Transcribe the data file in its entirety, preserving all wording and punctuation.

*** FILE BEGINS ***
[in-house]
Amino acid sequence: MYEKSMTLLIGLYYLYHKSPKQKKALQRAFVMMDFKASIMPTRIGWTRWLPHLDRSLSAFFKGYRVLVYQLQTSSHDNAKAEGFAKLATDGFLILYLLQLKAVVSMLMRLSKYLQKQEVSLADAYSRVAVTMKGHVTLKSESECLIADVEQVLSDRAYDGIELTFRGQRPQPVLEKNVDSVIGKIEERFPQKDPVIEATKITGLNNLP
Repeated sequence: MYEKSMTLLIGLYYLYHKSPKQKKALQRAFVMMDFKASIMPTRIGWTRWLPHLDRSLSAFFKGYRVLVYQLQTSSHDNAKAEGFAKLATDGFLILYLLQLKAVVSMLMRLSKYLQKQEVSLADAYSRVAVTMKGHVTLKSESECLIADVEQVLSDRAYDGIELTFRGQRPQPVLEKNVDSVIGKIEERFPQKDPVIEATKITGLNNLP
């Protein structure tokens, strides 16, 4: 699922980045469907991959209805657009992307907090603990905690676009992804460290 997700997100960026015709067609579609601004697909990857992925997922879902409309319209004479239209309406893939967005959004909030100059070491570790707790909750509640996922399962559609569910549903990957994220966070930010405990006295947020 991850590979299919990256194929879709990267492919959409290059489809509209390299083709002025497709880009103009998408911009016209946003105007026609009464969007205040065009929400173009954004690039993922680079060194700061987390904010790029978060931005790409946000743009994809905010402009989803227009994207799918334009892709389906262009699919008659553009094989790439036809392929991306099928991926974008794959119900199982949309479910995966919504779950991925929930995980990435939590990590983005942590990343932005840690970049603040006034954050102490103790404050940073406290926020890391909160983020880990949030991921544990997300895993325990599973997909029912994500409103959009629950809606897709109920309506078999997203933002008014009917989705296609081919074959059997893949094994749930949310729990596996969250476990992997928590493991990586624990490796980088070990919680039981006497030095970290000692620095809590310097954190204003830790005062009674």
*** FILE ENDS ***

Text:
[in-house]
Amino acid sequence: MYEKSMTLLIGLYYLYHKSPKQKKALQRAFVMMDFKASIMPTRIGWTRWLPHLDRSLSAFFKGYRVLVYQLQTSSHDNAKAEGFAKLATDGFLILYLLQLKAVVSMLMRLSKYLQKQEVSLADAYSRVAVTMKGHVTLKSESECLIADVEQVLSDRAYDGIELTFRGQRPQPVLEKNVDSVIGKIEERFPQKDPVIEATKITGLNNLP
Repeated sequence: MYEKSMTLLIGLYYLYHKSPKQKKALQRAFVMMDFKASIMPTRIGWTRWLPHLDRSLSAFFKGYRVLVYQLQTSSHDNAKAEGFAKLATDGFLILYLLQLKAVVSMLMRLSKYLQKQEVSLADAYSRVAVTMKGHVTLKSESECLIADVEQVLSDRAYDGIELTFRGQRPQPVLEKNVDSVIGKIEERFPQKDPVIEATKITGLNNLP
């Protein structure tokens, strides 16, 4: 699922980045469907991959209805657009992307907090603990905690676009992804460290 997700997100960026015709067609579609601004697909990857992925997922879902409309319209004479239209309406893939967005959004909030100059070491570790707790909750509640996922399962559609569910549903990957994220966070930010405990006295947020 991850590979299919990256194929879709990267492919959409290059489809509209390299083709002025497709880009103009998408911009016209946003105007026609009464969007205040065009929400173009954004690039993922680079060194700061987390904010790029978060931005790409946000743009994809905010402009989803227009994207799918334009892709389906262009699919008659553009094989790439036809392929991306099928991926974008794959119900199982949309479910995966919504779950991925929930995980990435939590990590983005942590990343932005840690970049603040006034954050102490103790404050940073406290926020890391909160983020880990949030991921544990997300895993325990599973997909029912994500409103959009629950809606897709109920309506078999997203933002008014009917989705296609081919074959059997893949094994749930949310729990596996969250476990992997928590493991990586624990490796980088070990919680039981006497030095970290000692620095809590310097954190204003830790005062009674």